• Japanese Games Minister Seiko Hashimoto voiced a sense of urgency about the Olympics happening next year, saying that they should not be postponed again "at any cost." Read more here.
  • Olympic great Kerri Walsh Jennings is drawing attention for two recent posts on Instagram. The first post advocated for people to get back to life and improve their health to best combat the virus. The part of her post that irritated many readers was when she said she went shopping without a mask. After receiving many complaints about her post, Walsh Jennings posted on the subject a day later. In the second post, Walsh Jennings posted an image saying she was looking for a “truce.” Read more here.

SEPTEMBER 7

  • Senior IOC official John Coates said the 2021 Olympics "will take place with or without COVID." Read more here.

AUGUST 25

  • Eight-time Olympic gold medalist and world-record sprinter Usain Bolt celebrated his 34th birthday, which occurred on Aug. 21, with a party that reportedly included visitors not wearing masks despite concerns related to the coronavirus pandemic. Jamaica's health ministry confirmed that the charismatic multi-sport athlete tested positive for COVID-19. Read more here.

JULY 21

  • The Kyodo news agency released a poll last week that showed just how little support the Olympics currently have in Japan, with only 23.9% of Japanese citizens polled supporting the Olympics being in Tokyo next summer. Meanwhile, 36.4% said they believed the Olympics need to be delayed again, and 34% said they would support the event being canceled altogether. Read more here.

JULY 11

  • Team USA basketball coach Gregg Popovich had some encouraging words about the Olympics taking place next summer. Per the Associated Press' Tim Reynolds, Pop cited Japan's successful response to the pandemic for why he's optimistic the Olympics can take place in Tokyo in 2021. Read more here.

JUNE 30

  • The International Olympic Committee says it will provide added support services to athletes worldwide through Athlete365, as an added layer to help them with the challenges that have arisen amid the coronavirus pandemic and the postponement of this year's games.

MAY 20

  • IOC president Thomas Bach said, “You cannot have the athletes being in uncertainty,” according to the BBC.

APRIL 28

  • Tokyo Games president Yoshiro Mori said these Olympics would be canceled entirely if they can’t take place on the new date. Read more here.

MARCH 29

  • The 2020 Summer Games were set to take place in Tokyo July 24 through Aug. 9 but now are tentatively scheduled for July 23 through Aug. 8, 2021. The sad truth is that no one knows what the world will look like a year from now and whether the games can take place then either. Read more here.
 
13 of 18

MLS, NWSL

MLS, NWSL
MLS and NWSL continue to be on hold. Rob Gray-USA TODAY Sports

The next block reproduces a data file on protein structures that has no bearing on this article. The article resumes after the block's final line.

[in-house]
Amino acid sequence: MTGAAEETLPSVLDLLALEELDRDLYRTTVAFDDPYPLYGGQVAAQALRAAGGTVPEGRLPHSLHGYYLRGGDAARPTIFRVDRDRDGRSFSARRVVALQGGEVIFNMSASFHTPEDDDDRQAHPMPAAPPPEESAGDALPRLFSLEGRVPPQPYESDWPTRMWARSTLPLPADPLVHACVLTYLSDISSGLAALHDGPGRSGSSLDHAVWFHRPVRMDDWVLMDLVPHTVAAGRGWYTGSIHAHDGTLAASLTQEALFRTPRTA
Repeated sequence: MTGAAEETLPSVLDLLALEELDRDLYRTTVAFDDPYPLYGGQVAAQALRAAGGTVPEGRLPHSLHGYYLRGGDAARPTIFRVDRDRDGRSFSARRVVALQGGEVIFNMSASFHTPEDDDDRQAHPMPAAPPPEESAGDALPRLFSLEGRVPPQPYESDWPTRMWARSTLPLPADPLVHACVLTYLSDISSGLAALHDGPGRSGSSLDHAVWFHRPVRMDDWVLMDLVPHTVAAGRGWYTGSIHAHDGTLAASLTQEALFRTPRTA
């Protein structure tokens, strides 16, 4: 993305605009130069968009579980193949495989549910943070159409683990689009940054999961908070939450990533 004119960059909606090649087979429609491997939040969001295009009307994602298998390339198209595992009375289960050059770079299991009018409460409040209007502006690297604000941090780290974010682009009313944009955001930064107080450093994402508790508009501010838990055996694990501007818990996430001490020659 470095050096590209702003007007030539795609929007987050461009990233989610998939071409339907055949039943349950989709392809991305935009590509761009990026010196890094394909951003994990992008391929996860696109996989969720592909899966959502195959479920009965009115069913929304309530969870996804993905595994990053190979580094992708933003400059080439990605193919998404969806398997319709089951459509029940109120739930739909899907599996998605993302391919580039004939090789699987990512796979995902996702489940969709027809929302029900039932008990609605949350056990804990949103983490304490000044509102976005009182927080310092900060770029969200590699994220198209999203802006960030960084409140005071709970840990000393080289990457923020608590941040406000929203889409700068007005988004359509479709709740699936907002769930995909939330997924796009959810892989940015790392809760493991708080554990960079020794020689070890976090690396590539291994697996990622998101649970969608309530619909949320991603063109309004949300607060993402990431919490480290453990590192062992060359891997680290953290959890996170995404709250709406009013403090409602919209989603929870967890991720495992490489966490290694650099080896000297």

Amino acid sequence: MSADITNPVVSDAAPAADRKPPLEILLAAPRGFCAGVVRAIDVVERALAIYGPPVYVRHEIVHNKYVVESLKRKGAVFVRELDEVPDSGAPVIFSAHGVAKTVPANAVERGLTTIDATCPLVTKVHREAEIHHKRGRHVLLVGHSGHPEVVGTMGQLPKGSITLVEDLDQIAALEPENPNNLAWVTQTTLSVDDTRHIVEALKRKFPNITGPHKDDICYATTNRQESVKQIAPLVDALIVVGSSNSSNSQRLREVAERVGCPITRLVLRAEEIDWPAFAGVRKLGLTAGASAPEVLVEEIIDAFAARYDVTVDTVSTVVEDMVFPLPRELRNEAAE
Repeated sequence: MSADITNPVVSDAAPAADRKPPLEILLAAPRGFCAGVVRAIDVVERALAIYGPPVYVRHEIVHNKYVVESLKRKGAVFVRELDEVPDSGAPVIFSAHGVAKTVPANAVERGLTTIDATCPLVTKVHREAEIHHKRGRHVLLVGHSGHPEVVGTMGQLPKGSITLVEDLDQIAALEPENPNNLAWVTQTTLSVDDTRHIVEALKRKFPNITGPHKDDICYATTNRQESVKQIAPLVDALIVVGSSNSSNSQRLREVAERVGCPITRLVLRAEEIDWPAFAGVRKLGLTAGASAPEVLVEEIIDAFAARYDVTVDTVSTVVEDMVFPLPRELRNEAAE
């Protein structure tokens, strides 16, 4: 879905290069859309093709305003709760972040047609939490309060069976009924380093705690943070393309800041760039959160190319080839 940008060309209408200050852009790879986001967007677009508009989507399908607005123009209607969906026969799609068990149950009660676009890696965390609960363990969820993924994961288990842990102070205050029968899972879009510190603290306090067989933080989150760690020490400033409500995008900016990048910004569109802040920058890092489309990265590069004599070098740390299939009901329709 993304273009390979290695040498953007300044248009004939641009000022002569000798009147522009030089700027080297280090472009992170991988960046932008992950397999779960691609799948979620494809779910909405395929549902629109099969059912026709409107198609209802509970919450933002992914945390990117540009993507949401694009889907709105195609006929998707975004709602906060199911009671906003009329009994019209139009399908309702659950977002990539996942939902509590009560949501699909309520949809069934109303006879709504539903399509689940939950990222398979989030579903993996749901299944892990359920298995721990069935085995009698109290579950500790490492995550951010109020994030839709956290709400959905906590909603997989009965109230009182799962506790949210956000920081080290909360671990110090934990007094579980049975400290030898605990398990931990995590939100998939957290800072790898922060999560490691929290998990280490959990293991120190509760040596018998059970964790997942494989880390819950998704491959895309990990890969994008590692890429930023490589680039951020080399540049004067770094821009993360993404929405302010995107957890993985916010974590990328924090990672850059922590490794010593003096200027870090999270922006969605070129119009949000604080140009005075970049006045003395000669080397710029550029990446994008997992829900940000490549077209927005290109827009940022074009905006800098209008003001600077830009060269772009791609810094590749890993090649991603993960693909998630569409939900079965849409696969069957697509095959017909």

MLS and NWSL most recent developments:

OCTOBER 29

  • As had been expected throughout October, Major League Soccer announced on Thursday that the North American top-flight is going to a points-per-game system to determine playoff places and seedings for the season held amid the coronavirus pandemic. Read more here.

OCTOBER 1

  • Major League Soccer confirmed on Thursday that Saturday's match between the Colorado Rapids and Portland Timbers has been postponed to Nov. 4 because of the coronavirus outbreak within the Rapids. Read more here.

SEPTEMBER 28

  • The Athletic's Sam Stejskal reported on Monday that Major League Soccer's Colorado Rapids are in the midst of a coronavirus outbreak. At least two players and nine staff members have tested positive for COVID-19 since last Thursday. Read more here.

SEPTEMBER 26

  • Major League Soccer announced that the Colorado Rapids' game against Sporting Kansas City has been postponed after one player and three staff members of Colorado's team tested positive for the coronavirus. There's no word on when the match will be made up. Read more here.

SEPTEMBER 22

  • The 2020 Major League Soccer will conclude with "Decision Day" on Nov. 8. In an official statement, MLS explained that the second Sunday in November will hold seven Eastern Conference fixtures featuring all 14 conference clubs that begin at 3:30 p.m. ET. Six simultaneous Western Conference matches will then start at 6:30 p.m. ET that same day. Read more here.

SEPTEMBER 11

  • Much like MLB's Toronto Blue Jays, Major League Soccer's Toronto FC isn't playing their home games in Canada this season due to the ongoing coronavirus pandemic. Toronto FC announced Friday that their upcoming home game against Columbus Crew SC on Sunday will be played at Pratt & Whitney Stadium at Rentschler Field in East Hartford, Connecticut. Read more here.
 
14 of 18

International soccer

International soccer
Some soccer leagues overseas have resumed play, albeit in empty stadiums. Ulrich Hufnagel/Xinhua/Sipa USA

Most recent news from international soccer circles:

OCTOBER 30